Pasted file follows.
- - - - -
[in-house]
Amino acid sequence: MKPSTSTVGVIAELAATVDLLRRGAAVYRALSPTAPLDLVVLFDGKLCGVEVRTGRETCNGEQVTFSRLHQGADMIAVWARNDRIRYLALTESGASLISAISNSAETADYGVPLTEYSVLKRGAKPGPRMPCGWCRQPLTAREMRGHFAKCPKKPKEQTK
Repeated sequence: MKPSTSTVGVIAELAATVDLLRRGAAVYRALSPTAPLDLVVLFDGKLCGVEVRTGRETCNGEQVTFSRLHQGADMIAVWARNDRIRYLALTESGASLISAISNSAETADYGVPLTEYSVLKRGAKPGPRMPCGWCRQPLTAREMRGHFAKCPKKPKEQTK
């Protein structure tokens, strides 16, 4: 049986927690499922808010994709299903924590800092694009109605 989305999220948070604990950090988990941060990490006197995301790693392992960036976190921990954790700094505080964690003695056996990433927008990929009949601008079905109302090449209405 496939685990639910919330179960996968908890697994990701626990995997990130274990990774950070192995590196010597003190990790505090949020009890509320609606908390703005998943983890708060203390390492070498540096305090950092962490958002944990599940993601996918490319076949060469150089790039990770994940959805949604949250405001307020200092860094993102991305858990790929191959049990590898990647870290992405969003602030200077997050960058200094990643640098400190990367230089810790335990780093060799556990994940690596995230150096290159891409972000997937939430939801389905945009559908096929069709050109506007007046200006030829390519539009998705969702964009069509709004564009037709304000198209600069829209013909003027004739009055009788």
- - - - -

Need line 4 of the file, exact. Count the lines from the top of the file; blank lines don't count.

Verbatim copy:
């Protein structure tokens, strides 16, 4: 049986927690499922808010994709299903924590800092694009109605 989305999220948070604990950090988990941060990490006197995301790693392992960036976190921990954790700094505080964690003695056996990433927008990929009949601008079905109302090449209405 496939685990639910919330179960996968908890697994990701626990995997990130274990990774950070192995590196010597003190990790505090949020009890509320609606908390703005998943983890708060203390390492070498540096305090950092962490958002944990599940993601996918490319076949060469150089790039990770994940959805949604949250405001307020200092860094993102991305858990790929191959049990590898990647870290992405969003602030200077997050960058200094990643640098400190990367230089810790335990780093060799556990994940690596995230150096290159891409972000997937939430939801389905945009559908096929069709050109506007007046200006030829390519539009998705969702964009069509709004564009037709304000198209600069829209013909003027004739009055009788």